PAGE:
Phone masts for the high-tech third generation mobile phones cause headaches and nausea, researchers have claimed.
The location of mobile phone masts has caused controversy
Dutch government scientists looked at the signals transmitted by base stations for the new phones.
They operate at a higher frequency than those for traditional mobiles.
But mobile phone manufacturers and radiation experts said more research was needed before it could be concluded that the phone masts damaged health.
The first third-generation mobile phone network opened in the UK in March this year.
The technology allows callers to see each other and send video footage via their phone.
Campaigners have expressed concerns that radiation from mobile phones could be linked to conditions ranging from cancer to blood clots in the brain.
The Dutch study exposed volunteers in laboratories to radiation from 3G and "traditional" masts - without telling them which version they were being exposed to.
Seventy-two people took part in the study, half of whom had complained about the health effects of living near traditional mobile masts.
The survey found both those who had complained about mobile phones radiation - and even those who had not - complained about significant levels of nausea, headaches and tingling sensations when they were exposed to signals that mimicked third generation mobile networks.
A spokesman for the Dutch Economics Ministry, said: "If the test group was exposed to third generation base station signals, there was a significant impact.
"They felt tingling sensations, got headaches and felt nauseous."
In contrast, exposure to radiation from standard masts showed no significant effect.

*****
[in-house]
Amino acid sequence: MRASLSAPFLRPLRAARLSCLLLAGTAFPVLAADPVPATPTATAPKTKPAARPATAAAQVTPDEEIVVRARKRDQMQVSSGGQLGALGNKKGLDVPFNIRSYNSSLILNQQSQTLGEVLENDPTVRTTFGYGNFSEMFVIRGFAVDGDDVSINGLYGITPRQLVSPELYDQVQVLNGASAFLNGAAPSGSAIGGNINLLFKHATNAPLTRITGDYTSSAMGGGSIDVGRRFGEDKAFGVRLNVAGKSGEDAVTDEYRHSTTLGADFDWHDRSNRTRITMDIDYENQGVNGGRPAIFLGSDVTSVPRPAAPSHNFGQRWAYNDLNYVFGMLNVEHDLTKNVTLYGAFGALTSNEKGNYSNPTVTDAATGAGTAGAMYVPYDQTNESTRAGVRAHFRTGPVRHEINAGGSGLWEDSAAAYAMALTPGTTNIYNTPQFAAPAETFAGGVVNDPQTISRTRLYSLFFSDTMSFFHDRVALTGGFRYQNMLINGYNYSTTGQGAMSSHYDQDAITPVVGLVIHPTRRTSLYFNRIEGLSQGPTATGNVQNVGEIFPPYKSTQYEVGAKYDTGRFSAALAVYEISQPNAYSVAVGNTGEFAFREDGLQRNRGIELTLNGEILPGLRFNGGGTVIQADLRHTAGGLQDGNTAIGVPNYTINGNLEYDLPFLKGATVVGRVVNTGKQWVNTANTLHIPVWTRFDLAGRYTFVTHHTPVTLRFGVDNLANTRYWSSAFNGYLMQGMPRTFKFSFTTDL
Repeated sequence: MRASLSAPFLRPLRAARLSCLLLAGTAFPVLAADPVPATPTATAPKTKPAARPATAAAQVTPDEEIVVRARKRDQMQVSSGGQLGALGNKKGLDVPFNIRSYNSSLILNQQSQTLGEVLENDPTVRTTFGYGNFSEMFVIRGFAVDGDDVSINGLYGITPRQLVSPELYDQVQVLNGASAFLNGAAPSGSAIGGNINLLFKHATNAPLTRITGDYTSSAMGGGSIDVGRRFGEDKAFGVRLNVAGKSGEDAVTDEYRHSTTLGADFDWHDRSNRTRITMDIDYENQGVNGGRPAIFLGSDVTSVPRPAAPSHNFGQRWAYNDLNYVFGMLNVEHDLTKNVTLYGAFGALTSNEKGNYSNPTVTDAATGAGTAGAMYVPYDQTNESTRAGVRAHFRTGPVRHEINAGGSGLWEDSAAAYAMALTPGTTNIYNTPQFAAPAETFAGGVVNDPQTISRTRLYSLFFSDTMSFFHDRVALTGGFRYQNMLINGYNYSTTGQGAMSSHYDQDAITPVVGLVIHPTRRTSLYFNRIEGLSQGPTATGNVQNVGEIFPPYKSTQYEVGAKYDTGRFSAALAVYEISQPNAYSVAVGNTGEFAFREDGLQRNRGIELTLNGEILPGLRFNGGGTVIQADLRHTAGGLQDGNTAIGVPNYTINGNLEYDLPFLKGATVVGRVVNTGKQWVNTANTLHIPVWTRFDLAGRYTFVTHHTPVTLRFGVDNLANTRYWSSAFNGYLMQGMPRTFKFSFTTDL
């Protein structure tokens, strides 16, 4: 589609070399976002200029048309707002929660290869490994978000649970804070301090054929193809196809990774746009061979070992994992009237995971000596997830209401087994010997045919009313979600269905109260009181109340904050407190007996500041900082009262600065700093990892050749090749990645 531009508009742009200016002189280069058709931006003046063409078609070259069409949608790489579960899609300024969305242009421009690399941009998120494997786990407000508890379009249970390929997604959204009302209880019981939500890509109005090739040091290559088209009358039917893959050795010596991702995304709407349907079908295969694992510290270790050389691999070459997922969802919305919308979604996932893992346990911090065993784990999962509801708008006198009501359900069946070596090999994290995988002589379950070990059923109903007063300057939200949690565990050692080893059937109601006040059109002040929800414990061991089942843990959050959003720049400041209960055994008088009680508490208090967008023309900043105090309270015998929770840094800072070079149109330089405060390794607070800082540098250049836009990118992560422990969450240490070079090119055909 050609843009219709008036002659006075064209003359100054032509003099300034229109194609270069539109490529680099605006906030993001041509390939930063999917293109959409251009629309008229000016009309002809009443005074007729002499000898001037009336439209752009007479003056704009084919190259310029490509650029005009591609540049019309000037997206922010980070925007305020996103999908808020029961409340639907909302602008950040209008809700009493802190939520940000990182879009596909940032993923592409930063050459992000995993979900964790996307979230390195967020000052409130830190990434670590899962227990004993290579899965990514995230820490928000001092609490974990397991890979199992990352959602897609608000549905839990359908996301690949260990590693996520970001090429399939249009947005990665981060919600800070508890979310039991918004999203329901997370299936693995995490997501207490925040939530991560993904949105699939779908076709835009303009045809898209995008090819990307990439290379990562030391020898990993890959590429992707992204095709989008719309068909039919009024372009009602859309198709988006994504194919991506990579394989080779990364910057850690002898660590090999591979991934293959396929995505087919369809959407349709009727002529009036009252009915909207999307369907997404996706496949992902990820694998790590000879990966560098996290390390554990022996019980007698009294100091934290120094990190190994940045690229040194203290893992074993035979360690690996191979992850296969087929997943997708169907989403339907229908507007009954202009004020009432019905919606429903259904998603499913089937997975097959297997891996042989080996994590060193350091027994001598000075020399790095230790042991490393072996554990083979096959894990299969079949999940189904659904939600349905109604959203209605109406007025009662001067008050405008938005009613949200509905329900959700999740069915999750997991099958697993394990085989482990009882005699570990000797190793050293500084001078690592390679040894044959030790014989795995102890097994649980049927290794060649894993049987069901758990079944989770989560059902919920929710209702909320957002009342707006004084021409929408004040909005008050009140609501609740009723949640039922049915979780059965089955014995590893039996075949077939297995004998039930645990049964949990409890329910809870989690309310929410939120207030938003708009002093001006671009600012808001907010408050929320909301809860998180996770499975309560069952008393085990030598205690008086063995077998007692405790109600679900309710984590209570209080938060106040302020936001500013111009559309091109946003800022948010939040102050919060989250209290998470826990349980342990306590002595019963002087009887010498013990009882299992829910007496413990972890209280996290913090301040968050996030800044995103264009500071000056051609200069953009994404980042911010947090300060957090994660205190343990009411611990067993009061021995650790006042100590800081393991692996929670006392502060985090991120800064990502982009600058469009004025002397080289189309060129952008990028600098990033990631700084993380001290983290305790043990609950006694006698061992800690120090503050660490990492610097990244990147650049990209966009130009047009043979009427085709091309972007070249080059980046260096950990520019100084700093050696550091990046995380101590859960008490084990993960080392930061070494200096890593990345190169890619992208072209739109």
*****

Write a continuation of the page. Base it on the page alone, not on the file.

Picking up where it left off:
Maarten Lortzer, a spokesman for the Dutch research organisation TNO, which carried out the research on behalf of the government, told BBC News Online: "These findings were very unexpected.
"It means that there are a whole lot of other questions coming up."
He said other studies needed to be carried out to confirm the finding.
Dr Mike Clark, scientific spokesman for the National Radiological Protection Board, said mobile phone users should not be worried.
"Until the finding is repeated, they should not be concerned. We can't rely on one study, however good the research and the organisation behind it. It does need to be replicated."
He said similar research would be carried out as part of UK's Mobile Telecommunications Health Research Programme.
The GSM Association, which represents mobile phone companies, said: "As the effects are small, it is unclear whether they have any health significance."
A spokesman for Ericsson, said: "Our position is that there is no scientific evidence that there are any health problems associated with radio waves from mobile communications."
A major long-term study looking at the health risk of mobile phones is currently being carried out by
the International Agency on Research on Cancer.